DOC Deactivation

W. Addy Majewski

This is a preview of the paper, limited to some initial content. Full access requires DieselNet subscription.
Please log in to view the complete version of this paper.

Abstract: The causes of diesel oxidation catalyst deactivation include thermal degradation, poisoning by lubrication oil additives and sulfur, and PGM oxidation. Phosphorus, the most common oil-derived catalyst poison, is selectively adsorbed at the catalyst inlet and in a thin, outer washcoat layer. Sulfur can be found uniformly distributed over the catalyst length and the washcoat depth. Some DOC deactivation modes are permanent, while others are temporary or reversible.


In early DOC applications, catalyst deactivation was not expected to be a major issue. Most catalytic materials used in early diesel catalysts had been developed for gasoline applications, where the maximum exhaust gas temperature and the temperature raise (exotherm) were much higher than those in diesel engines. With time, however, new materials have been introduced to DOC formulations (e.g., zeolites) that may require thermal stabilization, and diesel aftertreatment configurations have been developed where catalysts can be exposed to very high temperatures. An example is the heat-up catalyst used to support the regeneration of diesel particulate filters. Heat-up catalysts are exposed to both very high temperatures and to fouling by unburned hydrocarbons and coke—it is a very demanding catalyst application that requires excellent durability.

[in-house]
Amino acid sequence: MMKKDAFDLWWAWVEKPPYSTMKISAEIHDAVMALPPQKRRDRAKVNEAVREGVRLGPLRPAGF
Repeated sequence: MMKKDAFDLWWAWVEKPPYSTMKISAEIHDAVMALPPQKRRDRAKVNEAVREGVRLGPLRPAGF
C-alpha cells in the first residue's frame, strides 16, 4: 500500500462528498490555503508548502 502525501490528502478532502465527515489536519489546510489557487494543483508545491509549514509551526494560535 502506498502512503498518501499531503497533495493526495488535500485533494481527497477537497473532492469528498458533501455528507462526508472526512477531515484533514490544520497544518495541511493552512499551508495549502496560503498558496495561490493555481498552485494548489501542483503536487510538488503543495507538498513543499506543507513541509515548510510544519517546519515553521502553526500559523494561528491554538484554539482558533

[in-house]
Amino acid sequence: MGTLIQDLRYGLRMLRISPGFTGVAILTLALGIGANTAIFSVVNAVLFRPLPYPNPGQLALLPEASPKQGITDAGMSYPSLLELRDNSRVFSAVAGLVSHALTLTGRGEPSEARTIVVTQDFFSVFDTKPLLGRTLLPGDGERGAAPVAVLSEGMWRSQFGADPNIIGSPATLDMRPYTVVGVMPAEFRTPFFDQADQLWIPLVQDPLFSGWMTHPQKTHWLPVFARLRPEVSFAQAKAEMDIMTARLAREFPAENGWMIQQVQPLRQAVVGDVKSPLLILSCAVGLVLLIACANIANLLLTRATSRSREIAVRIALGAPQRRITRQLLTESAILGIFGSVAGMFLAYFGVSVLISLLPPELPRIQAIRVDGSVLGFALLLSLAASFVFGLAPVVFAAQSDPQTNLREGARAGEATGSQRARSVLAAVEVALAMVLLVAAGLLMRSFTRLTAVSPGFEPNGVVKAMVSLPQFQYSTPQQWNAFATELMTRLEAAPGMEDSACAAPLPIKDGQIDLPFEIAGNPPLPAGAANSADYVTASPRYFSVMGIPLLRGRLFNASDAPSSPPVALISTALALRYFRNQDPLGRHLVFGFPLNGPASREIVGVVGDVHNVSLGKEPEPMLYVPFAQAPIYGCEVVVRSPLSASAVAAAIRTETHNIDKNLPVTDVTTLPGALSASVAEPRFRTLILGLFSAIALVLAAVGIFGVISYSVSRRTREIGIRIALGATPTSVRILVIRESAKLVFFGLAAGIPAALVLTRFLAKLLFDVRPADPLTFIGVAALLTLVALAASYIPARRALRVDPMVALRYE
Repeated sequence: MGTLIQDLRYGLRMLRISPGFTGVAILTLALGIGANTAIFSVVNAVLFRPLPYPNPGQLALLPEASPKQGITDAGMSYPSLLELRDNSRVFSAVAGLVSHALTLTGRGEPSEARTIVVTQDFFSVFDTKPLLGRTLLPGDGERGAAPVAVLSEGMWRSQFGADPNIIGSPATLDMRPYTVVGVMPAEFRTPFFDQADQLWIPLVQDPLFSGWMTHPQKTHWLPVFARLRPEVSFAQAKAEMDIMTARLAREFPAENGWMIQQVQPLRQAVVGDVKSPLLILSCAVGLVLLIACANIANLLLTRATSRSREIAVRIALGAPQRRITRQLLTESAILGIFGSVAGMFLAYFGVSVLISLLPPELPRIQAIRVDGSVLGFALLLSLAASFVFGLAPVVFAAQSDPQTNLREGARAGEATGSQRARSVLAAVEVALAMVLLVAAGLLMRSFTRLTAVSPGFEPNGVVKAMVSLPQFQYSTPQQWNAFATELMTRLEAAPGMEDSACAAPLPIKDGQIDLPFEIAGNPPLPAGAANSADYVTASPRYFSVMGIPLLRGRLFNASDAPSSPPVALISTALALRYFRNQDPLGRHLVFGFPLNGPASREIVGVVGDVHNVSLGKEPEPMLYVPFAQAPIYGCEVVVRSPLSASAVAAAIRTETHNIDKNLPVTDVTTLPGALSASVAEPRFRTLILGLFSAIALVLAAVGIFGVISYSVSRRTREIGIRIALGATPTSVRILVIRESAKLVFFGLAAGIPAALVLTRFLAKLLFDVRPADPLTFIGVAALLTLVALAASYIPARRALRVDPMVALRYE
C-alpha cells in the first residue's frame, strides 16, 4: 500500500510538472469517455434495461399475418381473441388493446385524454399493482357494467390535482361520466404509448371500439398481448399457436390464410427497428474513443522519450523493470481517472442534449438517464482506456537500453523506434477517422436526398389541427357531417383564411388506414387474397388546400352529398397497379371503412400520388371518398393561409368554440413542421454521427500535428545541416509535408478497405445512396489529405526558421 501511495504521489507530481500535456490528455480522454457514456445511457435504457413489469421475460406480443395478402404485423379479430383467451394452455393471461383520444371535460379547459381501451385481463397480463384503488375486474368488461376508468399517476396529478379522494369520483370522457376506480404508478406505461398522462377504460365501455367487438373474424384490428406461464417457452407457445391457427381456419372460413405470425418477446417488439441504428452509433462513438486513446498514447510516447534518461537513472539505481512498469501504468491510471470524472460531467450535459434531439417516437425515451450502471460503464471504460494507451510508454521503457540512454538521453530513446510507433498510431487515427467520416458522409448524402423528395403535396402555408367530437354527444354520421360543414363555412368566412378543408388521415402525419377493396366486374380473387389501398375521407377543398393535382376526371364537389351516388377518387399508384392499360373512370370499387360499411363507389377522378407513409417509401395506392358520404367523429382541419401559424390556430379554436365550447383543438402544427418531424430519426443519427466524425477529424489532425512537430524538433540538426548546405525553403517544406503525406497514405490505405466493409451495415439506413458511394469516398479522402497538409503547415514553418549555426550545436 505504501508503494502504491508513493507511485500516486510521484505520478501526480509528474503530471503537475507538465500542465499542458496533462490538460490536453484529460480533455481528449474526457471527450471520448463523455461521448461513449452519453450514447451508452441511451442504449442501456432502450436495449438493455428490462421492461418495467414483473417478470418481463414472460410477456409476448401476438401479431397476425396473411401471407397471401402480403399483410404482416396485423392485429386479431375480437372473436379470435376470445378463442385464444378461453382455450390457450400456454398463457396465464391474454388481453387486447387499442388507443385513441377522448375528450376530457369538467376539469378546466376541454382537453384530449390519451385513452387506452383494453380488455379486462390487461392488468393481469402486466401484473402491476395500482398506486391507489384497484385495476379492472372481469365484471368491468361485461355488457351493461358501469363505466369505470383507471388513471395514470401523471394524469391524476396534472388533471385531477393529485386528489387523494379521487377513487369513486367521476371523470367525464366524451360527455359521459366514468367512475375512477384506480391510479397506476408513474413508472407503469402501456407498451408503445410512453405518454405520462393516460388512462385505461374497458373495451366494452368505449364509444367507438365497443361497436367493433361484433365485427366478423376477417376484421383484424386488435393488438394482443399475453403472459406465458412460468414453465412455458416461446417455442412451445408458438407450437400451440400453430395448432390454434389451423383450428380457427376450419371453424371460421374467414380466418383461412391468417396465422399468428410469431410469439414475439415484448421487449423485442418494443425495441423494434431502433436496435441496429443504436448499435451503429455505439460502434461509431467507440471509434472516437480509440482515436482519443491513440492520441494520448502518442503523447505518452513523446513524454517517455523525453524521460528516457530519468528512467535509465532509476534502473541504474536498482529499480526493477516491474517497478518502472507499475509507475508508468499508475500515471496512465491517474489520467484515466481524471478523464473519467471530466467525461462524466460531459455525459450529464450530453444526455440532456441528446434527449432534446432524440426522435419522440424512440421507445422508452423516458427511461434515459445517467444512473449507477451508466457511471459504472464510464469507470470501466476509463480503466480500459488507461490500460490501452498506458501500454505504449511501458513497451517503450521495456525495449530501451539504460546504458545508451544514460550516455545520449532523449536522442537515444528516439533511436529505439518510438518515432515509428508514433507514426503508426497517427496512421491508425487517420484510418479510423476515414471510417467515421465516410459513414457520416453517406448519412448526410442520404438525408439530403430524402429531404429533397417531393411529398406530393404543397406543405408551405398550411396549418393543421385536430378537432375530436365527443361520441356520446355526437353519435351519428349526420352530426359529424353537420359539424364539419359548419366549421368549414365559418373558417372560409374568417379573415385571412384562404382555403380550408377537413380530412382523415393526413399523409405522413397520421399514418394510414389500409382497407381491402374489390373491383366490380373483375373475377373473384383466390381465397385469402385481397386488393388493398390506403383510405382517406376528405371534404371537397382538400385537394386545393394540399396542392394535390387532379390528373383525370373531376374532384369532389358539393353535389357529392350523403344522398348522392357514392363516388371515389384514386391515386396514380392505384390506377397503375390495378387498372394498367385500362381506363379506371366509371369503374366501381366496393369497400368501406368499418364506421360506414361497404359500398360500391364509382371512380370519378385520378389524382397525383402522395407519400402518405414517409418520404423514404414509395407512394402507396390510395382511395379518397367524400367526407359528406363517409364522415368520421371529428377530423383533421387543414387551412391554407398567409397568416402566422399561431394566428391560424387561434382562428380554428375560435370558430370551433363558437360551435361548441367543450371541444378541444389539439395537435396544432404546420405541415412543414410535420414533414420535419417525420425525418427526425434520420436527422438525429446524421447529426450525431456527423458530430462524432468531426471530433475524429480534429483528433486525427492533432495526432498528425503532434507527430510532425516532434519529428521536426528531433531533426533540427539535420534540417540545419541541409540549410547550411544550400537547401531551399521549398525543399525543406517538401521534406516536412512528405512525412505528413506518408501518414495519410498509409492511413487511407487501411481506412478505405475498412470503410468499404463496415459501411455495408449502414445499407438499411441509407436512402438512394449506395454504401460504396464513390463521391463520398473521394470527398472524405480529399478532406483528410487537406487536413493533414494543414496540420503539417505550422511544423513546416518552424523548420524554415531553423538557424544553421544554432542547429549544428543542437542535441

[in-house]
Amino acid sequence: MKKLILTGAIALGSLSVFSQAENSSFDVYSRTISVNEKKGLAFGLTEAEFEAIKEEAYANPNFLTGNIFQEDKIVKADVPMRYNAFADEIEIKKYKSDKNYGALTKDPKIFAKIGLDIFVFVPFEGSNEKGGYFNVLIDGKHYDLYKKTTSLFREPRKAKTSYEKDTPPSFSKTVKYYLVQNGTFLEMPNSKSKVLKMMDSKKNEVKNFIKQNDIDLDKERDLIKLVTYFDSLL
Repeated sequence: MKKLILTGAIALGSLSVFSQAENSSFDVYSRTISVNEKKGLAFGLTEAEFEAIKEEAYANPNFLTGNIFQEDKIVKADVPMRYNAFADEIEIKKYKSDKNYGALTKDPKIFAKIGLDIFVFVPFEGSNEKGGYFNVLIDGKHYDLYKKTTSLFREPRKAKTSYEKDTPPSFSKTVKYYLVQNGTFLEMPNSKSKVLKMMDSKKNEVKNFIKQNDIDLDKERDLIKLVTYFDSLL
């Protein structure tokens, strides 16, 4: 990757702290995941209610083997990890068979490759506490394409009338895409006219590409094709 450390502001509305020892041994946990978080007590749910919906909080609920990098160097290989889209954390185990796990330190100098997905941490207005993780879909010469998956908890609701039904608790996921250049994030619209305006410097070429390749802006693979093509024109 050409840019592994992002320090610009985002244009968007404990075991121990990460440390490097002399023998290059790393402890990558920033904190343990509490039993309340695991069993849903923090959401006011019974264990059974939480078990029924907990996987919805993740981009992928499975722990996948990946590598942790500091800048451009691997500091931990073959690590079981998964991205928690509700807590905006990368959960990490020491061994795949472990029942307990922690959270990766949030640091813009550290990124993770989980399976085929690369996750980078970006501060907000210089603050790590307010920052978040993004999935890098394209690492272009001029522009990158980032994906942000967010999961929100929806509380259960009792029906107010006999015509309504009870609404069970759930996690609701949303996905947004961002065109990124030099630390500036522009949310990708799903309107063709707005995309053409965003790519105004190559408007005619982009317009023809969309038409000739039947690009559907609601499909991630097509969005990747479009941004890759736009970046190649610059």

Most diesel oxidation catalysts utilize platinum group metals (PGM) such as Pt and Pd. Important modes of deactivation of PGM-based catalysts include [5628][5629]:

The first two deactivation modes are permanent, while sulfur poisoning and PGM oxidation are temporary or reversible, either partially or fully.